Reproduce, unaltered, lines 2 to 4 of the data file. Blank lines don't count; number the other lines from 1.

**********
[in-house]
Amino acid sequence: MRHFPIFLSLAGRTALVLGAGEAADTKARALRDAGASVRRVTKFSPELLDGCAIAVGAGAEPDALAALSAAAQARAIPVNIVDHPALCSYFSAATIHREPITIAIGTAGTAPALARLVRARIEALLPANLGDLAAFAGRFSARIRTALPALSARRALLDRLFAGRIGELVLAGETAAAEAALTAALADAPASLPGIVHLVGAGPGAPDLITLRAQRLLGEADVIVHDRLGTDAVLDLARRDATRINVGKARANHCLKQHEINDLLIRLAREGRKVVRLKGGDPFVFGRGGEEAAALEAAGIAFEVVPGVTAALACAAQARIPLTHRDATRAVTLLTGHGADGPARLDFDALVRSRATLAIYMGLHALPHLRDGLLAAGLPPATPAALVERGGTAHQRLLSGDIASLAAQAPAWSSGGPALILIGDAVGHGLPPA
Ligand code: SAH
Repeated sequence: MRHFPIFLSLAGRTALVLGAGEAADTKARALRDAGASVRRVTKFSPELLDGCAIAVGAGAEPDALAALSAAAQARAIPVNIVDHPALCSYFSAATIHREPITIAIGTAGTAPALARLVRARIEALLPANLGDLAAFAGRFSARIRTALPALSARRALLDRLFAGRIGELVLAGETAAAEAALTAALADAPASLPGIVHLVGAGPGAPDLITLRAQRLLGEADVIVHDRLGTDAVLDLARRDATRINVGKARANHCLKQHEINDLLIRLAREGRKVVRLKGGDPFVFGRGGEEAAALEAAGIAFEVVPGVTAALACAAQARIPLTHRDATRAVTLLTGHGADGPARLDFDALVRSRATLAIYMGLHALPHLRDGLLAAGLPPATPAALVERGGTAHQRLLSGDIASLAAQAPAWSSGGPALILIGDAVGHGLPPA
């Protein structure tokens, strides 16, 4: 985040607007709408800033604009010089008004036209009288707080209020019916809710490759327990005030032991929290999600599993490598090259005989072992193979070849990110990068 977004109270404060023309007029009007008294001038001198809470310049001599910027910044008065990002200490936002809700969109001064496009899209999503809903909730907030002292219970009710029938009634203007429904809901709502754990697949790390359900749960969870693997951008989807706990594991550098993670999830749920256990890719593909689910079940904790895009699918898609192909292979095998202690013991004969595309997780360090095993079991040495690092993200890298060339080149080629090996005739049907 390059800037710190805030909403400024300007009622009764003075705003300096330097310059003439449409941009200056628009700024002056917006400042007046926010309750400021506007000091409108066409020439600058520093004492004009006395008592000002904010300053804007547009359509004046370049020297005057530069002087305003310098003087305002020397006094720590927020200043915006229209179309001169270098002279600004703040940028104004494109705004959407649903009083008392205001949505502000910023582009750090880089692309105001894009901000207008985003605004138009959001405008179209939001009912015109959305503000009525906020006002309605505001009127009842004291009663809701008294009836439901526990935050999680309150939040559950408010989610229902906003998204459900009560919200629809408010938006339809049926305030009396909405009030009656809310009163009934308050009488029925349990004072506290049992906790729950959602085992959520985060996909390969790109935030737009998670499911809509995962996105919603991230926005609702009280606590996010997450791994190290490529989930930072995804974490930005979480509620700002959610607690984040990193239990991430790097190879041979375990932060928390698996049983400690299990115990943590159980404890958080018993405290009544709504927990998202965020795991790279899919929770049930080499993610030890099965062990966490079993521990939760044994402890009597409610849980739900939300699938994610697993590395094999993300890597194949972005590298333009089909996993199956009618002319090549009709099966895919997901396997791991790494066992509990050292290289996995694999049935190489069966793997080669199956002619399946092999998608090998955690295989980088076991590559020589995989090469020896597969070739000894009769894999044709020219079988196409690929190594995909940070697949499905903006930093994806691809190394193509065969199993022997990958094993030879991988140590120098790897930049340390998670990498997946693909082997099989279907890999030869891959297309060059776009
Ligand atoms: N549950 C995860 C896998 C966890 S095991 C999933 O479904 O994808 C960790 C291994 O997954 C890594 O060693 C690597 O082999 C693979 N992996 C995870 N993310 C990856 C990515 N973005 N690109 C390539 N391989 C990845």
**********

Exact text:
Amino acid sequence: MRHFPIFLSLAGRTALVLGAGEAADTKARALRDAGASVRRVTKFSPELLDGCAIAVGAGAEPDALAALSAAAQARAIPVNIVDHPALCSYFSAATIHREPITIAIGTAGTAPALARLVRARIEALLPANLGDLAAFAGRFSARIRTALPALSARRALLDRLFAGRIGELVLAGETAAAEAALTAALADAPASLPGIVHLVGAGPGAPDLITLRAQRLLGEADVIVHDRLGTDAVLDLARRDATRINVGKARANHCLKQHEINDLLIRLAREGRKVVRLKGGDPFVFGRGGEEAAALEAAGIAFEVVPGVTAALACAAQARIPLTHRDATRAVTLLTGHGADGPARLDFDALVRSRATLAIYMGLHALPHLRDGLLAAGLPPATPAALVERGGTAHQRLLSGDIASLAAQAPAWSSGGPALILIGDAVGHGLPPA
Ligand code: SAH
Repeated sequence: MRHFPIFLSLAGRTALVLGAGEAADTKARALRDAGASVRRVTKFSPELLDGCAIAVGAGAEPDALAALSAAAQARAIPVNIVDHPALCSYFSAATIHREPITIAIGTAGTAPALARLVRARIEALLPANLGDLAAFAGRFSARIRTALPALSARRALLDRLFAGRIGELVLAGETAAAEAALTAALADAPASLPGIVHLVGAGPGAPDLITLRAQRLLGEADVIVHDRLGTDAVLDLARRDATRINVGKARANHCLKQHEINDLLIRLAREGRKVVRLKGGDPFVFGRGGEEAAALEAAGIAFEVVPGVTAALACAAQARIPLTHRDATRAVTLLTGHGADGPARLDFDALVRSRATLAIYMGLHALPHLRDGLLAAGLPPATPAALVERGGTAHQRLLSGDIASLAAQAPAWSSGGPALILIGDAVGHGLPPA